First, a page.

The number one question

There is no doubt in my mind that the number one question asked of writers since the beginning of time is “Where do you get your ideas?”

A better question, I believe, would be “Where DON’T you get your ideas?”

For the writer – or at least this writer – it’s difficult not to come away from reading something and not have a tickle of an idea run across the brain, lodging itself into some nook to ferment. It may be something full-blown, capable of carrying itself from start to finish as prodded by the writer. It may be something tiny, to be used as a nail in the construction of the structure of whatever work is in progress. Either way, it gets filed away for possible use as fodder.

Take this, for instance: White supremacist blows his leg off while making bombs

Is it enough to carry its own water? I could see it, if the story was about the man. A literary work, perhaps, a tale of redemption. Or, a literary work without redemption of this particular man, whose life continues to spin out of control. On the other side of the fence, he could appear as a character, briefly noted in some supporting role. This latter option is one that appeals to me at this moment, as one of the ideas floating in my head to be written as it expands itself to fill the corners of a book that involves murder, white supremacists, Nazis, Holocaust survivors, and mistaken identity.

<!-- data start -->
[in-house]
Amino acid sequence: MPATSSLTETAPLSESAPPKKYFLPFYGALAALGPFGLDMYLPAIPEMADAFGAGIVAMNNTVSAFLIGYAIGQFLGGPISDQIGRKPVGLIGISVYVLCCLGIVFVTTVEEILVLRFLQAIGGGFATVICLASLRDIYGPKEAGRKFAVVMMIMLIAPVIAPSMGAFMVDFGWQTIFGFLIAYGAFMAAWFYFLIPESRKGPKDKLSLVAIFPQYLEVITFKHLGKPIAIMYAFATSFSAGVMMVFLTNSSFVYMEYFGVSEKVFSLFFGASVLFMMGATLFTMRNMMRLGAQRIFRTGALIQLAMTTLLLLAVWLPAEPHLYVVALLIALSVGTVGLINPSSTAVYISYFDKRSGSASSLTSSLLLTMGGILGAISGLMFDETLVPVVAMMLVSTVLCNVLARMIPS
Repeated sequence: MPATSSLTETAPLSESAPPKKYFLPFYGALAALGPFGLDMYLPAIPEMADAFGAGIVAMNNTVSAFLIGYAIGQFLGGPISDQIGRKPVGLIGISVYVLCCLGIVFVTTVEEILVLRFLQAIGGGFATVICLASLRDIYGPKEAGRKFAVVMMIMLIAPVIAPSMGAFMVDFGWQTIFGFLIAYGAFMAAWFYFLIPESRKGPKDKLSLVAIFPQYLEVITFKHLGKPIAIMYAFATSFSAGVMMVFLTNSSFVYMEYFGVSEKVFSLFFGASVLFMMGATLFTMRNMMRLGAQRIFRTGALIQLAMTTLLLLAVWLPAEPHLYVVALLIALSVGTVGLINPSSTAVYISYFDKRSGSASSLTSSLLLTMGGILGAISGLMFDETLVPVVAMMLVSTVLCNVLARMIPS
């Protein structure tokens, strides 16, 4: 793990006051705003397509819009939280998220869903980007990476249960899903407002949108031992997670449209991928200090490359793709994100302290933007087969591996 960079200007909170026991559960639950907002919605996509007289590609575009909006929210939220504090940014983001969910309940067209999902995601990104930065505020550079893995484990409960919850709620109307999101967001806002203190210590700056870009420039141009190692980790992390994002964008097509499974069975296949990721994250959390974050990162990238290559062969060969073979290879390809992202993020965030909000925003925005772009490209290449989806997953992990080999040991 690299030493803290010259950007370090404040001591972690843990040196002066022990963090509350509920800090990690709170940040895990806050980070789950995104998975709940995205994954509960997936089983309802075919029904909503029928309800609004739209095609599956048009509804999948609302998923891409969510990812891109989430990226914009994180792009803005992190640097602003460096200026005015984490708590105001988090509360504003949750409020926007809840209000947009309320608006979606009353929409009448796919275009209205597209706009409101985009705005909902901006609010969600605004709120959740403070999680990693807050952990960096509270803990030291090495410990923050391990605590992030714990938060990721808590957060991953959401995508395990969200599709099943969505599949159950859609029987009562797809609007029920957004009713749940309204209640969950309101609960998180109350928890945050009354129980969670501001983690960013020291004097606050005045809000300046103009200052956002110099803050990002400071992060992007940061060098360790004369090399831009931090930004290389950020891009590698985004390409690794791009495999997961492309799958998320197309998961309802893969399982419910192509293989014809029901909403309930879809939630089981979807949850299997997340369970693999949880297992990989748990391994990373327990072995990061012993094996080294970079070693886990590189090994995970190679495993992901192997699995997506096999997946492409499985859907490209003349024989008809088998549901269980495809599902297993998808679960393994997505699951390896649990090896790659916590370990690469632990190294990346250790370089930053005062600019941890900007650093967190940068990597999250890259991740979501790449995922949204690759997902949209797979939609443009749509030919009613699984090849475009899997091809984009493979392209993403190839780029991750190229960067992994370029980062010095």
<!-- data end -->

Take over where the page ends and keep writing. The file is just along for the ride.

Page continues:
Answering the question “Where do you get your ideas?” with a simple “Everywhere.” is both accurate and succinct: the ideas are there. It only takes the ability to accept them as they flow past.

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